We’re hard at work here at 350.org writing press releases, typing up media advisories, and pitching the media to cover this weekend’s “Connect the Dots” events. I took some time this afternoon to write up a few thoughts for the Huffington Post on how all of us can work together as a network to transform public understanding of climate change from a future nuisance to a clear and present danger.
Over the last year, millions of people around the world have felt first-hand the impacts of the growing climate crisis. From devastating flooding in Thailand to historic drought in Texas, global warming has moved from an abstraction to a dangerous new reality. Here in the United States, 82 percent of Americans say that they’ve experienced a natural disaster or extreme weather event first-hand.
Yet, despite a few notable exceptions, the mainstream media has failed to connect the dots between this string of extreme weather events and global warming. Instead, coverage of climate change has dropped precipitously. A recent report by Media Matters for America found out that nightly news coverage on the major networks decreased 72 percent between 2009 and 2011. The Sunday shows, traditionally seen as forums for discussing the “important issues” of the day, have all spent more time covering Donald Trump than they have climate change.
If the mainstream media won’t connect the dots, then it’s up to the rest of us to try. This Saturday, 350.org’s global network of volunteers, activists, and organizations are hosting over 1,000 events in more than 100 countries to “connect the dots” between extreme weather and climate change.
Firefighters in New Mexico will hold posters with dots in a forest ravaged by wildfires, while divers in the Marshall Islands take a dot underwater to their dying coral reefs. On glaciers in the Alps, Andes, and Sierras, climbers will unfurl dots on melting glaciers with the simple message: “I’m Melting.” Villagers in Northeastern Kenya will create dots to show how ongoing drought is killing their crops, while city-dwellers in Rio de Janeiro hold dots where mudslides from unusually heavy rains wiped out part of their neighborhood. The list goes on.
Here at 350 HQ, we’ll be doing our best to collect photos and videos from the events, edit them together into slideshows and b-roll in record time, get them moving across social media, and push content out to mainstream news networks. If we’re successful, Saturday will be another big step forward in waking the world up to the urgent threat of the climate crisis.
It’s this type of online-to-offline, new-to-traditional media mash-up that I think holds some promise for those of us who are struggling to move climate change from a low public priority to a top-tier political concern. We’ll never have the big advertising budgets of the fossil fuel industry, but we can assemble enough cell-phone cameras, Flickr feeds, and YouTube videos to show people how climate change is a clear and present danger rather than some nuisance for the future.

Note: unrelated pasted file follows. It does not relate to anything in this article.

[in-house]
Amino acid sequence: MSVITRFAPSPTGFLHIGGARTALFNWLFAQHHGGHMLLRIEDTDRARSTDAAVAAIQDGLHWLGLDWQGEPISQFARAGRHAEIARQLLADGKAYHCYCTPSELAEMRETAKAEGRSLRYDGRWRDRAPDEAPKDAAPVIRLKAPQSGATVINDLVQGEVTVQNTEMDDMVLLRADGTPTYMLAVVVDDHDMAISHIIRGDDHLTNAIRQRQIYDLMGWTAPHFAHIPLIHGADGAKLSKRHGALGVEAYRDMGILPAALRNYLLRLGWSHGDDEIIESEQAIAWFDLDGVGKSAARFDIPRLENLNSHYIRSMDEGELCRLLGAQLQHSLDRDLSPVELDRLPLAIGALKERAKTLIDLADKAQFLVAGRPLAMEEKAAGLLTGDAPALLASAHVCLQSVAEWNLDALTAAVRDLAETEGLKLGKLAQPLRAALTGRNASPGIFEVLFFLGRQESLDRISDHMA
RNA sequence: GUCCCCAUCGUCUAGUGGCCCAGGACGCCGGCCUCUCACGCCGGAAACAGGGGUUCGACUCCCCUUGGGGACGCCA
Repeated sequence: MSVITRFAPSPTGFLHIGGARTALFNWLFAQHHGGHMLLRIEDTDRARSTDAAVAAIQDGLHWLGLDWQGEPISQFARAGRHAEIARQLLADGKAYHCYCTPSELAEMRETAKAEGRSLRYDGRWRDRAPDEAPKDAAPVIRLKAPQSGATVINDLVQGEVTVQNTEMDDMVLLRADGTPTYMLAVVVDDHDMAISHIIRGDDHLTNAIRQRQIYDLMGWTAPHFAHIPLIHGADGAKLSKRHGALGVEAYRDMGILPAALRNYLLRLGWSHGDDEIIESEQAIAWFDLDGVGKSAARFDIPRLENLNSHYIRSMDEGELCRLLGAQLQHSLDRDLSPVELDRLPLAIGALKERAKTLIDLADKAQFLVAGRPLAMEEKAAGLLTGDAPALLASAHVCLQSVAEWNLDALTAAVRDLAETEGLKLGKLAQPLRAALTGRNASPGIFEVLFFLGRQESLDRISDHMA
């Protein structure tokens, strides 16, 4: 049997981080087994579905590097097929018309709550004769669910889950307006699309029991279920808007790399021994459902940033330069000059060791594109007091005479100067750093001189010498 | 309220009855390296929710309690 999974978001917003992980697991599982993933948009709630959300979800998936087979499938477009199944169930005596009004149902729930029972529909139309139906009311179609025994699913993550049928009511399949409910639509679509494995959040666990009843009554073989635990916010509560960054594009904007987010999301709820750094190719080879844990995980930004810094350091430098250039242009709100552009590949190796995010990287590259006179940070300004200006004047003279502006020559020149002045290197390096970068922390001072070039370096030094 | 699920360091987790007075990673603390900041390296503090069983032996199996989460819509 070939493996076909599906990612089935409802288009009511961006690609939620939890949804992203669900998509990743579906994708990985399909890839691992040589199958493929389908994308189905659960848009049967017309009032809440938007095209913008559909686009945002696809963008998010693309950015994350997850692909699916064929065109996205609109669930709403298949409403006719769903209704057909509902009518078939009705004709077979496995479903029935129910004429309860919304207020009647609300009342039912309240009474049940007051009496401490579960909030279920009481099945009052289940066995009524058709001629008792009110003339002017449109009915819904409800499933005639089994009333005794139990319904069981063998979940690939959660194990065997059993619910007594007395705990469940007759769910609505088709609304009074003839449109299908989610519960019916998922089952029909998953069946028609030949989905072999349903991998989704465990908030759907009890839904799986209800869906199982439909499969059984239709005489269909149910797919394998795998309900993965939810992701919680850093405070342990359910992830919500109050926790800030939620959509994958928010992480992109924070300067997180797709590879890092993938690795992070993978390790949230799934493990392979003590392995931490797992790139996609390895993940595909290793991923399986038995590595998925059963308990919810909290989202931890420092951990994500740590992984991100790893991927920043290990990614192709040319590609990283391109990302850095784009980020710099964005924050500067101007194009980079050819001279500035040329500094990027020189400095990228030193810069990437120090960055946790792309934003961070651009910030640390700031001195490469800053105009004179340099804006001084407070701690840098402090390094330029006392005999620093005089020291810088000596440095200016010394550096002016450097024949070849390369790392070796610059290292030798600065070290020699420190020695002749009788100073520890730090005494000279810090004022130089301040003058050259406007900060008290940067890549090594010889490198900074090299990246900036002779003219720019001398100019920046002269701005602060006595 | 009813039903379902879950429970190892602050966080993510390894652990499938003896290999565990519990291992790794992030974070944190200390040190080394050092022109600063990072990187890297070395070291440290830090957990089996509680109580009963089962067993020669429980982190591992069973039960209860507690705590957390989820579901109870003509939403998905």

Over the last few years coordinating our communications here at 350.org, I’ve seen how citizen-powered journalism can help push the mainstream media to cover the climate crisis. The day before our first global day of action in 2009, we got a skype call from our organizers in Ethiopia who told us that they were about to have a march with 15,000 school children in the streets of Addis Ababa to call for action on climate change, but that they didn’t have anyone to film the demonstration and that there weren’t any international media outlets with cameras in the city. A few Skype calls later, my colleague Adam tracked down a friend of a friend of a friend who happened to be in Addis with a camera. She quickly hopped on her bicycle, filmed the rally, found high-speed Internet at a hotel bar (ordered a drink so she could use it for free), uploaded the footage to us in New York, we cut it into b-roll in iMovie, sent it over to CNN, and they put it on the air a few hours later.
In 2010, we turned to artists like Thom Yorke and Jorge Rodriguez-Gerada to help get the message across. They designed images large enough to be photographed by satellite and we brought together thousands of people to form the pictures on the ground. Imagine the logistics involved in organizing hundreds of people to form a “human river” in the desert outside Santa Fe while timing the whole thing to coincide with a satellite flying overhead at over 100 mph — then times that by 12 different events across the planet. The art worked: outlets around the world picked up the pictures and ran with them.
Last August, during the White House sit-ins against the Keystone XL pipeline, we only began to get media coverage after days of our own photographers and videographers cranking out photos and videos of everyday citizens being led away in handcuffs. Now, hardly a day goes by without an article about the pipeline and the latest political ploy to revive that zombie.
This Saturday will be a unique challenge. It’s been just over a month since we sent out the invitation for Climate Impacts Day. We’re still finding typos and glitches on the website, scrambling to get together updated press lists, and find enough hours in the day to coordinate more than 1,000 events spanning nearly every continent (still working on an Antarctic action). But all across the world people have picked up the theme and are organizing with incredible creativity. As it turns out, in many places around the world, people already deeply understand between the floods that wiped out their village or the drought that killed their crop and the pollution that the fossil fuel industry is spewing out day after day.
They’ve connected the dots. We’ll see if the mainstream media can too.
Follow Jamie Henn on Twitter: www.twitter.com/agent350